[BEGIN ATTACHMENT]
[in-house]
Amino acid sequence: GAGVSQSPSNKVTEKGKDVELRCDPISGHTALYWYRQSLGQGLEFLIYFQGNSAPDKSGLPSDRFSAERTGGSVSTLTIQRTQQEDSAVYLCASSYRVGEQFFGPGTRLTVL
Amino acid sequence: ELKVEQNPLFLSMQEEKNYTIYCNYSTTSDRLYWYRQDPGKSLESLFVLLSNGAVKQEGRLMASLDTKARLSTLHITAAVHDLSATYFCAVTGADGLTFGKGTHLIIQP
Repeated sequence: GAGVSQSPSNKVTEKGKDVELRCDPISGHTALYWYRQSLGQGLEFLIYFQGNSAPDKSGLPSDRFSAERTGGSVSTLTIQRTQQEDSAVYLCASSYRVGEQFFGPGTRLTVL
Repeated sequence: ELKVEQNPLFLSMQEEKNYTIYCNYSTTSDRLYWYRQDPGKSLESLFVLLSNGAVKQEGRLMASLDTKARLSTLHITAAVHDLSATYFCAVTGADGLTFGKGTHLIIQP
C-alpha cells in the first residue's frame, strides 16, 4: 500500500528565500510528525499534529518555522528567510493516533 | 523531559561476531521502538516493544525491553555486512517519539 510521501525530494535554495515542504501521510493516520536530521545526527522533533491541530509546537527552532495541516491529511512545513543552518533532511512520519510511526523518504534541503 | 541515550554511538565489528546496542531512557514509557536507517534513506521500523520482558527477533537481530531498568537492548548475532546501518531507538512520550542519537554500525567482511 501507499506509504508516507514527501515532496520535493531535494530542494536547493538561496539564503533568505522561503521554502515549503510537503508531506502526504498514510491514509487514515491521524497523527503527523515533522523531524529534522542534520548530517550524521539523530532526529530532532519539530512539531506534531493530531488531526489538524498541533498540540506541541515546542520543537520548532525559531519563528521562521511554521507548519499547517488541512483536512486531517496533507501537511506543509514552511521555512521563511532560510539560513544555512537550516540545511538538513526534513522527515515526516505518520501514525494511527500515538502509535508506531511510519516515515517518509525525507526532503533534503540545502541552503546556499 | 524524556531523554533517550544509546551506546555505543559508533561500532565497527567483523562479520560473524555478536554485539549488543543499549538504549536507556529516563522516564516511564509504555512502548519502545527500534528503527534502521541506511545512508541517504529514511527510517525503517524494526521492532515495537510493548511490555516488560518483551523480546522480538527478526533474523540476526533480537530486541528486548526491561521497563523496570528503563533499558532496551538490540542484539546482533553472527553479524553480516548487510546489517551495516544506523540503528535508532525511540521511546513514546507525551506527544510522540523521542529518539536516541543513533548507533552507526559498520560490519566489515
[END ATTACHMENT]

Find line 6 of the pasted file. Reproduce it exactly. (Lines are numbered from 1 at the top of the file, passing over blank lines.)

C-alpha cells in the first residue's frame, strides 16, 4: 500500500528565500510528525499534529518555522528567510493516533 | 523531559561476531521502538516493544525491553555486512517519539 510521501525530494535554495515542504501521510493516520536530521545526527522533533491541530509546537527552532495541516491529511512545513543552518533532511512520519510511526523518504534541503 | 541515550554511538565489528546496542531512557514509557536507517534513506521500523520482558527477533537481530531498568537492548548475532546501518531507538512520550542519537554500525567482511 501507499506509504508516507514527501515532496520535493531535494530542494536547493538561496539564503533568505522561503521554502515549503510537503508531506502526504498514510491514509487514515491521524497523527503527523515533522523531524529534522542534520548530517550524521539523530532526529530532532519539530512539531506534531493530531488531526489538524498541533498540540506541541515546542520543537520548532525559531519563528521562521511554521507548519499547517488541512483536512486531517496533507501537511506543509514552511521555512521563511532560510539560513544555512537550516540545511538538513526534513522527515515526516505518520501514525494511527500515538502509535508506531511510519516515515517518509525525507526532503533534503540545502541552503546556499 | 524524556531523554533517550544509546551506546555505543559508533561500532565497527567483523562479520560473524555478536554485539549488543543499549538504549536507556529516563522516564516511564509504555512502548519502545527500534528503527534502521541506511545512508541517504529514511527510517525503517524494526521492532515495537510493548511490555516488560518483551523480546522480538527478526533474523540476526533480537530486541528486548526491561521497563523496570528503563533499558532496551538490540542484539546482533553472527553479524553480516548487510546489517551495516544506523540503528535508532525511540521511546513514546507525551506527544510522540523521542529518539536516541543513533548507533552507526559498520560490519566489515